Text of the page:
• The children watched for only 9 minutes of the show. We don’t know what happens to their working memory, concentration level, and attention if they watch the whole 30-minute show or hours of similar shows. Further, the testing was done immediately after watching and so we don’t know what happens to their brain as time unfolds. Is the effect transient?
  • Nickelodeon states that Spongebob isn’t designed for 4 year-olds even though we know young children (even younger than 4) tend to love it! Further research on older children may help us understand if the disruption in executive function happens in a critical time of development (under at 6, for example) or if fast-paced cartoon viewing is detrimental to school performance, memory and attention all the way through childhood.

Mama Doc’s To Do: Cartoons On The Brain

This really isn’t about one show over another. This isn’t about trashing one cartoon network, either. It’s about harnessing information that helps us make media-savvy decisions for our children and helps us raise media-savvy adults who know how to thrive on and offline. We weren’t reared on Spongebob and iPads, smartphones and Nintendo DS, or DVDs and the Wii. Yes, we had television but we consumed about 1/2 the hours children today consume. So our job today is to guide our children into a place of balance with media. Media (in its beauty and its beast) is here to stay. In many regards, children will need to function at a fast-paced, digital-literate pace to be successful as they grow up and transition to adults. So what we model, what we chose to expose our children to, and how much we let them sit in front of screens is relevant. Learning to find balance and compartmentalize our media is key. This isn’t a keep-away from technology blog post.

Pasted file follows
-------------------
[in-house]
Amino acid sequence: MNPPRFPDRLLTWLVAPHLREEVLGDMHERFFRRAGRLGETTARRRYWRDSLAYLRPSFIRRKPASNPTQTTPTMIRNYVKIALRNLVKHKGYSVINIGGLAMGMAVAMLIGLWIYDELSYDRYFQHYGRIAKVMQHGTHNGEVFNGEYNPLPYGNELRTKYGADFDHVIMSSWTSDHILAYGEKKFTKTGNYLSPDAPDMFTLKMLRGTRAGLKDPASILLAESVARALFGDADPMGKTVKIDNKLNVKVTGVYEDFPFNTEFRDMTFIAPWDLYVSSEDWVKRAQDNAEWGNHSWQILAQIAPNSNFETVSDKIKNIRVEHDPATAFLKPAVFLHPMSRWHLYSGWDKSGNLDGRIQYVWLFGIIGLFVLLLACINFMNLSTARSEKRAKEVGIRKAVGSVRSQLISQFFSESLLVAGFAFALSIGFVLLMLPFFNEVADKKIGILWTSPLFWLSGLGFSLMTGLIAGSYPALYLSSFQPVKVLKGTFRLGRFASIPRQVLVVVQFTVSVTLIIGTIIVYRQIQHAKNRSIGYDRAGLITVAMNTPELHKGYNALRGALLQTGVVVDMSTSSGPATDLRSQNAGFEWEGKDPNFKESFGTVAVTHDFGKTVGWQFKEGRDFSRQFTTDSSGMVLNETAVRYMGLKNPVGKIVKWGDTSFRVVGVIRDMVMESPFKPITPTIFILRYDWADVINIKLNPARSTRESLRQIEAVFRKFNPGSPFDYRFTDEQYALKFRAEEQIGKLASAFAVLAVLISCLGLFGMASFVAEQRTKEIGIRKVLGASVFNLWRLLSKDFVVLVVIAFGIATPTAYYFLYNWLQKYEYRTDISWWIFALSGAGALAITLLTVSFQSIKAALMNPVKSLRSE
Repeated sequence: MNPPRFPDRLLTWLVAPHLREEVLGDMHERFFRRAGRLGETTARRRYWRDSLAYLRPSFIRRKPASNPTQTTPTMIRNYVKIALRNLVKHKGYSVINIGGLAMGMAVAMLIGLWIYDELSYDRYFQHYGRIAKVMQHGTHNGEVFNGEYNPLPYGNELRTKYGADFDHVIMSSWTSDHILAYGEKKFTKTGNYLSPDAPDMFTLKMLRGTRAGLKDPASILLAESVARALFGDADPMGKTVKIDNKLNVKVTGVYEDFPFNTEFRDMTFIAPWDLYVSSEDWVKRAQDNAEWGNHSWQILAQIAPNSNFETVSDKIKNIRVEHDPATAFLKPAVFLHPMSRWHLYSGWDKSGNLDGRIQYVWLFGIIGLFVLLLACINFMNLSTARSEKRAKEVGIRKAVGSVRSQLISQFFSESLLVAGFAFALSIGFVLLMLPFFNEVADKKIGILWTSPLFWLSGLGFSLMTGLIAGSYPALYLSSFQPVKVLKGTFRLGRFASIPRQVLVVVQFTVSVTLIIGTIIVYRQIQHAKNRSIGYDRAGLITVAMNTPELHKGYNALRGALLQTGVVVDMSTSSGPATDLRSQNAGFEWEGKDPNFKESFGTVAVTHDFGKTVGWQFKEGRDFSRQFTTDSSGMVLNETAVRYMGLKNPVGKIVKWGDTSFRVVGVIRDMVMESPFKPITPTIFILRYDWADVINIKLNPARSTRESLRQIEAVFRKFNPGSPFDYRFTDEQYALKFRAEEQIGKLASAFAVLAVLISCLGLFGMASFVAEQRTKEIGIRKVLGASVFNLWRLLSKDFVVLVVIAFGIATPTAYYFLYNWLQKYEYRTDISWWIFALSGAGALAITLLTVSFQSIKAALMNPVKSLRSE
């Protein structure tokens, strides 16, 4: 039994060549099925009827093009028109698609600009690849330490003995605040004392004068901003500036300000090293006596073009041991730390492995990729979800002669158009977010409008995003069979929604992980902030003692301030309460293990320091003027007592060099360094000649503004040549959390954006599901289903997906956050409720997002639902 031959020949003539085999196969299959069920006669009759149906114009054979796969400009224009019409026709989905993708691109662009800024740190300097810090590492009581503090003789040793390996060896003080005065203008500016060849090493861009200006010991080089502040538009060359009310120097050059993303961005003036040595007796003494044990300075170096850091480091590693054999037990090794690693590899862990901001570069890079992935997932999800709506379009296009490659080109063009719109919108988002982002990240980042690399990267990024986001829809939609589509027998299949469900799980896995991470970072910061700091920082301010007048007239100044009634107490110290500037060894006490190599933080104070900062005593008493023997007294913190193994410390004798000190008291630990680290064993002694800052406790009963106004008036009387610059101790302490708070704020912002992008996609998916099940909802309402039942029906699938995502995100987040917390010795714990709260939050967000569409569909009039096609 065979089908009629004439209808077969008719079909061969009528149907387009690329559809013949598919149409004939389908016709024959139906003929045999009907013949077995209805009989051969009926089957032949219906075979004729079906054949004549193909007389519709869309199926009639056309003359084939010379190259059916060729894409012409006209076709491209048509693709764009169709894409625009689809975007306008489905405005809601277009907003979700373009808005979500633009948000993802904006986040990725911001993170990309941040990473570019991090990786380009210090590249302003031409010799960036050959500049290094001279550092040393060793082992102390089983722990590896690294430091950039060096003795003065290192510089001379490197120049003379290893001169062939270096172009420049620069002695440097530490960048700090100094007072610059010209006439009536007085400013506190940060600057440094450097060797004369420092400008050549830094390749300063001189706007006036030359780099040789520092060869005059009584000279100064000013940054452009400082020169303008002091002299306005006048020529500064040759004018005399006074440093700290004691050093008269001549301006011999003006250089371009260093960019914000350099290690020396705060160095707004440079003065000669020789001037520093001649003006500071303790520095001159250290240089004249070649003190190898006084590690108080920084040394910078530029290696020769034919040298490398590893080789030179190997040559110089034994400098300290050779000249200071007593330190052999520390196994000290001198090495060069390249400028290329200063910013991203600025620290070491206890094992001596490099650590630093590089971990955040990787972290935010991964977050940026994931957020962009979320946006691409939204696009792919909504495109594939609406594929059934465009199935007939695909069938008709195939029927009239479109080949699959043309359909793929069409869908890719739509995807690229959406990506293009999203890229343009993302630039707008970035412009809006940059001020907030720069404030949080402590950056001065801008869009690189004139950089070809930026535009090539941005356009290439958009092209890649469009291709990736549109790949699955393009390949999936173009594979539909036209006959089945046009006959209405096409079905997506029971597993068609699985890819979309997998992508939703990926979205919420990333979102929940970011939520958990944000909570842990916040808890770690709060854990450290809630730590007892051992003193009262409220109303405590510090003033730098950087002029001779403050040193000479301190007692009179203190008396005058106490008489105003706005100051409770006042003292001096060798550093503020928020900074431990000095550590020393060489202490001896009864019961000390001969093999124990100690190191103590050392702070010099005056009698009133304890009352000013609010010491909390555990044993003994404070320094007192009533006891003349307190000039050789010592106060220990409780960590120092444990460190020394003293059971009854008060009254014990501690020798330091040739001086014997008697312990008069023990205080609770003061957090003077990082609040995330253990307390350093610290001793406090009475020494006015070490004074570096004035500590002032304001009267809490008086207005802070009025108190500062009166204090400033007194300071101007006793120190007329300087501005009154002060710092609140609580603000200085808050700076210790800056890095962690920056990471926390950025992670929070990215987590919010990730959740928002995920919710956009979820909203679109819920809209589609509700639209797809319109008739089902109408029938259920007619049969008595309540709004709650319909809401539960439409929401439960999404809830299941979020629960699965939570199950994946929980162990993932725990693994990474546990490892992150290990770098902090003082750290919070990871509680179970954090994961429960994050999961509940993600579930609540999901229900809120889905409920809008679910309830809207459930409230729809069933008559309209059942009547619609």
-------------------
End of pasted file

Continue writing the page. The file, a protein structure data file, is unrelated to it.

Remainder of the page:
We want our children to have intimate, authentic, personal friendships. We want them to know how to learn online but also offline, in the silences of the woods and a silent well-run classroom. We want them to look their friends and partners in the eyes. We want them to experience the beautiful part of an uninterrupted conversation.

My advice?

  • If it were my child, I’d observe how your children behave, listen, function, and learn after watching television.
  • With the data from this study, I wouldn’t let them watch fast-paced cartoons just before school or just before sitting down to dinner with your family or just before bed.
  • I’d rip out excess TVs in your home. I’d never put one in a child’s bedroom. I’d limit screen time to less than 2 hours every day.
  • I’d choose naturally paced shows for preschoolers like Sesame Street or a favorite in our home– Driver Dan.

You know all this already. If your kids have watched 230 hours of Spongebob? They’ll be fine. Your child won’t grow up to be an unemployed, inattentive, inconsiderate human by watching one particular cartoon. However, I believe they may be a more balanced, a more focused, and a better student and friend if you limit their exposure to this fast-paced media from here forward.

What’s your thought? You like Spongebob? Do you notice your children’s behavior change after cartoon time of any kind? You tell me.